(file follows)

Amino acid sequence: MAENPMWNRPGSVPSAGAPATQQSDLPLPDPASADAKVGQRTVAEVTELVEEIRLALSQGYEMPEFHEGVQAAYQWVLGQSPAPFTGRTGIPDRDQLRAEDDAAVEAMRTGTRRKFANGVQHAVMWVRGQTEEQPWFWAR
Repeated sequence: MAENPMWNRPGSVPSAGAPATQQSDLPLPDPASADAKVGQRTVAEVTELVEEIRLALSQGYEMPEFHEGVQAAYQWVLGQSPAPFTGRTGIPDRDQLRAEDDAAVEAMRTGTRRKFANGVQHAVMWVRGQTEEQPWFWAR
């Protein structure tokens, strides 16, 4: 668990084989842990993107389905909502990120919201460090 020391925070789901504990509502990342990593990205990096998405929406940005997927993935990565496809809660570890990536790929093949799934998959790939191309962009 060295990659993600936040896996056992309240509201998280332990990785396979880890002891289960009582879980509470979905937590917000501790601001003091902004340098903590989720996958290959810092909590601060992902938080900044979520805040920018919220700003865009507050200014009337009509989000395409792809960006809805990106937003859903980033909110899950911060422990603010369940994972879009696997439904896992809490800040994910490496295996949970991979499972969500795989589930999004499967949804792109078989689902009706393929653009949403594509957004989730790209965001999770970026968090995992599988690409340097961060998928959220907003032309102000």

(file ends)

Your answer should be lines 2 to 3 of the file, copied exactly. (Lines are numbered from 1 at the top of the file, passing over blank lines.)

Repeated sequence: MAENPMWNRPGSVPSAGAPATQQSDLPLPDPASADAKVGQRTVAEVTELVEEIRLALSQGYEMPEFHEGVQAAYQWVLGQSPAPFTGRTGIPDRDQLRAEDDAAVEAMRTGTRRKFANGVQHAVMWVRGQTEEQPWFWAR
């Protein structure tokens, strides 16, 4: 668990084989842990993107389905909502990120919201460090 020391925070789901504990509502990342990593990205990096998405929406940005997927993935990565496809809660570890990536790929093949799934998959790939191309962009 060295990659993600936040896996056992309240509201998280332990990785396979880890002891289960009582879980509470979905937590917000501790601001003091902004340098903590989720996958290959810092909590601060992902938080900044979520805040920018919220700003865009507050200014009337009509989000395409792809960006809805990106937003859903980033909110899950911060422990603010369940994972879009696997439904896992809490800040994910490496295996949970991979499972969500795989589930999004499967949804792109078989689902009706393929653009949403594509957004989730790209965001999770970026968090995992599988690409340097961060998928959220907003032309102000």